Ontario Hydro joins sales rush
Toronto Star - May 19, 2001
A company owned by the Ontario government has joined the rush to sell electricity to Toronto homeowners and tenants.
But one resident says the provincially owned firm is using inappropriate pressure to sign up customers.
Ontario Hydro Energy Inc. is knocking on doors in the city, pitching one-, three- and five-year electricity deals. It is a unit of Hydro One, which is owned by the province and runs Ontario's main electric-transmission grid.
Bob Levitt, a tenant who pays his own electricity bills, said an Ontario Hydro Energy representative knocked on his apartment door and offered to sell him electricity.
Levitt said the sales rep introduced himself with: ``I'm from Hydro. Can I see your bill?''
He says the rep assured him: ``We're authorized to get a copy of your Toronto Hydro bill.''
Mike Miller, president of Ontario Hydro Energy, said it is using commission sales agents who are not employees, but they are not trained to approach customers the way Levitt says the rep did.
``I'd be surprised if that was the case, although I don't want to argue with your reader.''
Levitt said the sales rep showed him a contract offering power for one, three or five years. The box for the five-year plan was already ticked off.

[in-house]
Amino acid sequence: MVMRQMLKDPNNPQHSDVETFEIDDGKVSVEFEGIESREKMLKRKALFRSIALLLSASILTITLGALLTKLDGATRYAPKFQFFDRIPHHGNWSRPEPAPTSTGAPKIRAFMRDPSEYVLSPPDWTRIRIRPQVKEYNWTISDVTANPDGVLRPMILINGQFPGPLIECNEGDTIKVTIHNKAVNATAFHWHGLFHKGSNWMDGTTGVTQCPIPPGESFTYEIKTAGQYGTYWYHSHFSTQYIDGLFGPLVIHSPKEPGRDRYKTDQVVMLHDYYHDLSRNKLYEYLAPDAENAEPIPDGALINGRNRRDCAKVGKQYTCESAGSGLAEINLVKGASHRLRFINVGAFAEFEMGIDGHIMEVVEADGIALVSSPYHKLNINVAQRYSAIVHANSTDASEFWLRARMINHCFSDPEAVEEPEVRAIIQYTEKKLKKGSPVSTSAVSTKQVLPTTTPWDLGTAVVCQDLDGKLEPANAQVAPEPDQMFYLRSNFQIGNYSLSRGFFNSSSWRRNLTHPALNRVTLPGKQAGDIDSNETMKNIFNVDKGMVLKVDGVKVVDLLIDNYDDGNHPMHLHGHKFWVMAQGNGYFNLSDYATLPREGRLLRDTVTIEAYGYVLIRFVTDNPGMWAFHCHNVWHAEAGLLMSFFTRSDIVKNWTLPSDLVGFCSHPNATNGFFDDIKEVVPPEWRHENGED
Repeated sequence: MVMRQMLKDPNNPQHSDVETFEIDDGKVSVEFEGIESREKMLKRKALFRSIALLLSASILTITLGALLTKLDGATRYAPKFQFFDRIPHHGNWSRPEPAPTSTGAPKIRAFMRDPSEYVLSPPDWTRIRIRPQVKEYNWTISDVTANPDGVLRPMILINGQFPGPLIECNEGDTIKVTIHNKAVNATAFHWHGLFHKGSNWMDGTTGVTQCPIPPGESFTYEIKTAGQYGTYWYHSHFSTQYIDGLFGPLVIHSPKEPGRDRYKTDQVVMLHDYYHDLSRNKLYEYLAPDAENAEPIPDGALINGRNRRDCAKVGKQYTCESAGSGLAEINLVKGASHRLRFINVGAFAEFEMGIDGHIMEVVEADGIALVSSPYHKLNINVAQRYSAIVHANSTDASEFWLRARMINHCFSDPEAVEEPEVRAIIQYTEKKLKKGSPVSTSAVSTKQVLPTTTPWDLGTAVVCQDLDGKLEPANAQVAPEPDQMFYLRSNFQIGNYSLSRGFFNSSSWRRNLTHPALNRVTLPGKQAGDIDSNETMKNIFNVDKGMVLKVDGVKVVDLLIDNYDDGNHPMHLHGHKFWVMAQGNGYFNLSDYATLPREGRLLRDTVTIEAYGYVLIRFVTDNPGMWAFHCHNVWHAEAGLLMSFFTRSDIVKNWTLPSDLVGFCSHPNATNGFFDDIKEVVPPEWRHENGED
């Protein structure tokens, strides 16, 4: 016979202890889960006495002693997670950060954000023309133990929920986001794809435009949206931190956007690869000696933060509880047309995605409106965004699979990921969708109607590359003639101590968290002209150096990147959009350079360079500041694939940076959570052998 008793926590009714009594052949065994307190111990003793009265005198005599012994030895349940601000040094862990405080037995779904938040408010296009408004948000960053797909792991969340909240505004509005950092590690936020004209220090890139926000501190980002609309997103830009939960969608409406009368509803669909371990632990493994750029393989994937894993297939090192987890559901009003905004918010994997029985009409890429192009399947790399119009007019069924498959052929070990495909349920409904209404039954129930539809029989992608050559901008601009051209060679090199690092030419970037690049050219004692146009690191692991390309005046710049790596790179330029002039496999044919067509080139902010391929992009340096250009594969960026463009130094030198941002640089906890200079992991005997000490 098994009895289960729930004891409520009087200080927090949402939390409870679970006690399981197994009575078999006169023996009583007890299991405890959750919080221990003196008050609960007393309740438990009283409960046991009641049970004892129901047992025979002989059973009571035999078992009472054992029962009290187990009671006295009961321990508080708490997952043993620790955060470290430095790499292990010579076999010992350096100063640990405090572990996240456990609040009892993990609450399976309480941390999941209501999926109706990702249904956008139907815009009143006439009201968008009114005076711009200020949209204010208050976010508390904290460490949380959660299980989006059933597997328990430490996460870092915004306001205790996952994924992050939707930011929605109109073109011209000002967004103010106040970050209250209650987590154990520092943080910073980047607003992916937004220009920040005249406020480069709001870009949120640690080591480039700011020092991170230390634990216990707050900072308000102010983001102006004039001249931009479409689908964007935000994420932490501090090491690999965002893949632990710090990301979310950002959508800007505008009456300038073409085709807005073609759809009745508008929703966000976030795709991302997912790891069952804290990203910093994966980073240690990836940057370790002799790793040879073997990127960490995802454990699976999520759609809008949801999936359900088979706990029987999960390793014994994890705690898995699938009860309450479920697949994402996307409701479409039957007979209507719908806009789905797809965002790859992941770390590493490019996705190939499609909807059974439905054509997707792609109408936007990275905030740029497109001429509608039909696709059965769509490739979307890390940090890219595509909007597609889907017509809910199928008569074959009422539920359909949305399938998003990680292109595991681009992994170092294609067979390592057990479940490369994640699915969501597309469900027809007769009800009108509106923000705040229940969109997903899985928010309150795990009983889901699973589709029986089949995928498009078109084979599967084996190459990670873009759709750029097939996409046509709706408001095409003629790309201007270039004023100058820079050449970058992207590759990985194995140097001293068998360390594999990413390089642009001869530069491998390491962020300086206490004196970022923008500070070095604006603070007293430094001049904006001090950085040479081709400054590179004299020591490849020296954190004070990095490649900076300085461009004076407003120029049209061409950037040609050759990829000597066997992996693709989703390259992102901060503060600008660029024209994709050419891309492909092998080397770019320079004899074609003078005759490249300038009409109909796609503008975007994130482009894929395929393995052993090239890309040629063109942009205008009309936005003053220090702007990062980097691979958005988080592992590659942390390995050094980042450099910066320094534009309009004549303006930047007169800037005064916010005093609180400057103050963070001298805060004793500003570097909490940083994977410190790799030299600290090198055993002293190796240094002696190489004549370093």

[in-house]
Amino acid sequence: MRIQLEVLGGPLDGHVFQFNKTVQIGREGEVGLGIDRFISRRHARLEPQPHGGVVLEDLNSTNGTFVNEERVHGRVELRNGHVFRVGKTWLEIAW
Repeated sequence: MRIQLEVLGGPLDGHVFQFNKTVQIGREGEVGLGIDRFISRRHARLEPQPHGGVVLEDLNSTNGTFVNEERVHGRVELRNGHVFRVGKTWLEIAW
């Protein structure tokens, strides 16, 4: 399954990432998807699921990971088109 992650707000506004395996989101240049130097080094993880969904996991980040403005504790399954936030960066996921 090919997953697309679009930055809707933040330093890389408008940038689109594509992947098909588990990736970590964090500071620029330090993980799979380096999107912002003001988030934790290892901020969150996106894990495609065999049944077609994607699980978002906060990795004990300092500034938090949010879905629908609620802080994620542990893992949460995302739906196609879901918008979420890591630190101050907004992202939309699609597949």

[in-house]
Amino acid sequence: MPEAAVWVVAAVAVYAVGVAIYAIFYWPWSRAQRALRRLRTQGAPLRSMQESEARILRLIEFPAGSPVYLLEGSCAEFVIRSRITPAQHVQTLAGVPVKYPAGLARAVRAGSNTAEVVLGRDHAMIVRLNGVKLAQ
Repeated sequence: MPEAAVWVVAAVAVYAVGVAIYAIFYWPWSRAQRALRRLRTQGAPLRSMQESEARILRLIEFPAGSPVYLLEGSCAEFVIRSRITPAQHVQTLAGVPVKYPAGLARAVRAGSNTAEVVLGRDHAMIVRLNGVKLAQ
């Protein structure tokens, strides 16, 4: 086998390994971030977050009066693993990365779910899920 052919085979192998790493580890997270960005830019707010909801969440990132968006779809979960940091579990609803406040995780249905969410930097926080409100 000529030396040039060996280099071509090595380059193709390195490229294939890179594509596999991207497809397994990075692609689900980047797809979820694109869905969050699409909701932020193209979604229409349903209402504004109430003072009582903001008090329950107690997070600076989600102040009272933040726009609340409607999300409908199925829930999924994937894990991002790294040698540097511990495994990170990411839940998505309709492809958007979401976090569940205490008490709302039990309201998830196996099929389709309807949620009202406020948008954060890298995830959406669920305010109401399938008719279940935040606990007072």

He said the sales rep tried to get him to sign on the spot, and only reluctantly left the sales contract with him to read over.
Miller said his firm has just started testing the market in Toronto.
Until now, it has been signing up customers mainly in rural areas - where its parent firm delivers direct to customers or has bought dozens of local utilities. It has also moved into Mississauga and Oakville.
``Recently we have started to try to market a little bit in Toronto, kind of feeling our way,'' Miller said. ``So far it's been pretty positive.''
Toronto Hydro's retail unit has been signing up customers outside the city using mailings instead of a sales force.
Toronto is the biggest market in the province, with 656,962 electricity customers, 578,328 of them residential.
For the moment, the battle to sign up customers is something of a phony war. Ontario's competitive electricity market may not arrive for another year. Until it opens, residential customers will continue to buy from their local utility.
Miller said his company isn't trying to push customers toward longer-term contracts, though he has advised his mother to take a five-year contract.
Sales reps have to make it clear they are not from the local hydro company, he said, adding that his company conducts follow-up interviews to see if sales reps are following instructions. After signing a deal, there's a 10-day cooling off period. After that, there's a penalty for breaking the agreement.
The penalty consists of 10 per cent of the consumer's average monthly bill, multiplied by the number of months left in the contract. For instance, if you used $120 of electricity a month on average, and had 20 months left in the contract, you'd have to pay 10 per cent of $120, or $12, times 20, for a total of $240 to break it.